Before summer Microsoft launched new Azure AD monitoring capabilities, “Workbooks” and “Usage & Insights” which are visible at the Azure AD portal.
In this blog post, I’m going through the fundamentals of “Usage & Insights” and some scenarios where “workbooks” can be useful from a monitoring point of view (with a twist of Sentinel).
Usage and Insights
Usage and Insights blade contain detailed information from application usage and authentication methods activity from the tenant. This feature is quite new and for some reason, many people I have met don’t even know that it exists.
You can get a list from application usage easily out from the tenant. If you find something unusual from “view sign-in activity” you can dig to more detailed information from the application sign-ins.
I personally, use this information during Azure AD security checks to find unusual activities. For example, it’s quite easily seen if Azure AD is being hammered with false logins from here.
Depending on is the application first-party Microsoft Application or 3th party application you will get a bit different application description.
- Microsoft App – description opens
- 3th party App – Application blade opens
Authentication Methods Activity
No more multiple Powershell queries to get authentication methods activity, even I like them a lot:) Now you can get reports straight to Azure AD monitoring blade and without Global Admin permissions, Azure AD Security Reader is enough based on my tests.
Each individual report contains very good detailed information which earlier needed to grab out from Azure AD via PowerShell. Below is an example from MFA & SSPR registration reports (registration methods included). Quite nice:)
There are very useful default workbooks available already:
- Sign-ins – all sign-ins, success, pending actions, failures
- Legacy autH – all sign-ins, success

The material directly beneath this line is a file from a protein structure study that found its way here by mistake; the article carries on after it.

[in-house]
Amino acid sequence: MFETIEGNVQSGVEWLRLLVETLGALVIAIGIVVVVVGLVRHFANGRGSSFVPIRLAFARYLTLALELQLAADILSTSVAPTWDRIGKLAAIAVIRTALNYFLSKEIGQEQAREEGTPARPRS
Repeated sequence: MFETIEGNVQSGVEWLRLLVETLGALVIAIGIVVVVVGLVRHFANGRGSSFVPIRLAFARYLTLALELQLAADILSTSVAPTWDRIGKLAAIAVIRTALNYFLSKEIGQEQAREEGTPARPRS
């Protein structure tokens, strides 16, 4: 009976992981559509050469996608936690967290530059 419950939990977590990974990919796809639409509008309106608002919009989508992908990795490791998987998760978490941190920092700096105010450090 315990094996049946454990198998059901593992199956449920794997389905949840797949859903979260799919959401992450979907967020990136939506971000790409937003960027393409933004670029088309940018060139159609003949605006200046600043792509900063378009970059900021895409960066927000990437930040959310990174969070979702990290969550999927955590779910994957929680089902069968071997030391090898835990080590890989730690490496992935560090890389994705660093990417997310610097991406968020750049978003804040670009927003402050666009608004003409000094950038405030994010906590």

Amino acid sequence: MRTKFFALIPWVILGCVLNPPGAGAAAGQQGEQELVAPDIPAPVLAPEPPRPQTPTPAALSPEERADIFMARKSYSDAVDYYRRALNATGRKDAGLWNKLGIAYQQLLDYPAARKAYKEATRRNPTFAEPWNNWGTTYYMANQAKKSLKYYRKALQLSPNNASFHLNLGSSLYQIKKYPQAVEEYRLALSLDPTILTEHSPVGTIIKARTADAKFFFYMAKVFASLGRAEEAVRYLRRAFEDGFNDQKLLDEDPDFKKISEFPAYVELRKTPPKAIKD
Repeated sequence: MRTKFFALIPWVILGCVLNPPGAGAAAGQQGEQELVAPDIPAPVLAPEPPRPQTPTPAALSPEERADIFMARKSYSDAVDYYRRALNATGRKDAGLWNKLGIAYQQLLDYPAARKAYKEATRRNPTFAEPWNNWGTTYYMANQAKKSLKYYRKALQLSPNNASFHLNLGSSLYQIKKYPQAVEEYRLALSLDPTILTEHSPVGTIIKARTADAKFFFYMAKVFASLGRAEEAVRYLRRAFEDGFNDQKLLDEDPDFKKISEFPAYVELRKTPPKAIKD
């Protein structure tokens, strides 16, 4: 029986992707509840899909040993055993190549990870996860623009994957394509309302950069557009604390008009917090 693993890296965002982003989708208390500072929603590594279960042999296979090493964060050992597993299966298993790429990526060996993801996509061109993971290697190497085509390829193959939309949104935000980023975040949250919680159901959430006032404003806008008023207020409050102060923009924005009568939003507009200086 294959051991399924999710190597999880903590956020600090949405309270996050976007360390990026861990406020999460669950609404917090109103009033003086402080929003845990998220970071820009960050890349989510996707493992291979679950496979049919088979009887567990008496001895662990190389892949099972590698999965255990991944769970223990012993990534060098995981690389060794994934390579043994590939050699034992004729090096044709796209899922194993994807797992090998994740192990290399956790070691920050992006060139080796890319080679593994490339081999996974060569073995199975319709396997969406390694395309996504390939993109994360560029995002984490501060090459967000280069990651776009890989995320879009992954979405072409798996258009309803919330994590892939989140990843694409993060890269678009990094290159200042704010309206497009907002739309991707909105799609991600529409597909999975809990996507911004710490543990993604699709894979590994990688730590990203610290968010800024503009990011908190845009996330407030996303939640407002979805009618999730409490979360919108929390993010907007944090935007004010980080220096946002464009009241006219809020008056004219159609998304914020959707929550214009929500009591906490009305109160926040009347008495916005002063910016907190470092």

- Sign-ins by Conditional Access
Is available, of course:) So, your own imagination comes here into play. In the following example, I will create a workbook for monitor Service Principals with a twist of Azure Alerts & Sentinel based on a request I received last week.
The request was: monitor the following Azure AD Core Directory actions:
- Service Principals creations
- Service Principals modifications
How to create custom Workbook
From the Workbook blade, select the “Empty” workbook.
Define a query for the data you want to find from the Log Analytics workspace. In my example, I’m using one of the simplest ones I figured out.
When you have a query in place, run it and results will come visible. When you are satisfied with your results save the query to the wanted location.
After saving the Workbook, you can see your custom Workbook on the blade start page where workbooks can be easily executed.
Now the queries are defined. The next step is to create Azure Alert to get information if someone creates or modifies Service Principal.
In my case, I have defined the query in the workbook and verified the results.
Run once that same query in Log Analytics. In Log Analytics, the query can be saved (which I see quite useful). From Log Analytics you can create Azure Alert from the queries you have used.
In a nutshell, create the query, verify results, create Azure Alert with needed parameters from the query, enjoy automatic monitoring 🙂
Why Azure Sentinel is mentioned in here? Sentinel is built top of Log Analytics and if you have Azure AD connector in place the data can be seen in Sentinel also (relations to Log Analytics architecture – where data is stored).
In Sentinel, I created a use case (Analytics) with “Low” status to get status from Service Principals also to my cloud-based SIEM system.
Time to test does this work as expected. I created a new Service Principal to my directory, added Box application from Azure AD gallery. After 5min two events were found from Directory logs. Time of creation 08/19/2019 10:13AM.
5min (total 10min) more of waiting, I can see the same information in Log Analytics.
Navigated to the Azure Sentinel blade where I found two (2) recent incidents from this same topic. It’s not a duplicate, rather two separate ones because I created two different Apps & Service Principals to my tenant on the same morning.
Thin concludes this blog post. Hopefully, you will find this useful when planning Azure AD monitoring! Until next time 🙂